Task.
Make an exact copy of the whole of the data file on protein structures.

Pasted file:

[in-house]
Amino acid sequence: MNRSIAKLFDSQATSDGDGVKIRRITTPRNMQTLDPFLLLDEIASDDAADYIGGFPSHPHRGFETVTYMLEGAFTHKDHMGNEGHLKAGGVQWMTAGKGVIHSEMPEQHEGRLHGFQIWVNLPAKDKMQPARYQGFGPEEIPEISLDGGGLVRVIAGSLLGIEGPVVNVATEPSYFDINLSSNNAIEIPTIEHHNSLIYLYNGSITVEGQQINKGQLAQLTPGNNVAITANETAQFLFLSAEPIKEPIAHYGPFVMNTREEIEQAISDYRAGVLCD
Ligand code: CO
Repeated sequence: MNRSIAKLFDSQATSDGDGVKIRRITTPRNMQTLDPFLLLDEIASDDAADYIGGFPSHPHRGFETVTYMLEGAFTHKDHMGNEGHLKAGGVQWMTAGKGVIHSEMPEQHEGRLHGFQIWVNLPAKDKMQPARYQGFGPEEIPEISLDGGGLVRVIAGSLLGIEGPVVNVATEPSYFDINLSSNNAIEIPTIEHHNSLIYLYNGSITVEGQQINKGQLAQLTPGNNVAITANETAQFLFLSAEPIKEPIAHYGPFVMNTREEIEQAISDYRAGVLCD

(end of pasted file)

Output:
[in-house]
Amino acid sequence: MNRSIAKLFDSQATSDGDGVKIRRITTPRNMQTLDPFLLLDEIASDDAADYIGGFPSHPHRGFETVTYMLEGAFTHKDHMGNEGHLKAGGVQWMTAGKGVIHSEMPEQHEGRLHGFQIWVNLPAKDKMQPARYQGFGPEEIPEISLDGGGLVRVIAGSLLGIEGPVVNVATEPSYFDINLSSNNAIEIPTIEHHNSLIYLYNGSITVEGQQINKGQLAQLTPGNNVAITANETAQFLFLSAEPIKEPIAHYGPFVMNTREEIEQAISDYRAGVLCD
Ligand code: CO
Repeated sequence: MNRSIAKLFDSQATSDGDGVKIRRITTPRNMQTLDPFLLLDEIASDDAADYIGGFPSHPHRGFETVTYMLEGAFTHKDHMGNEGHLKAGGVQWMTAGKGVIHSEMPEQHEGRLHGFQIWVNLPAKDKMQPARYQGFGPEEIPEISLDGGGLVRVIAGSLLGIEGPVVNVATEPSYFDINLSSNNAIEIPTIEHHNSLIYLYNGSITVEGQQINKGQLAQLTPGNNVAITANETAQFLFLSAEPIKEPIAHYGPFVMNTREEIEQAISDYRAGVLCD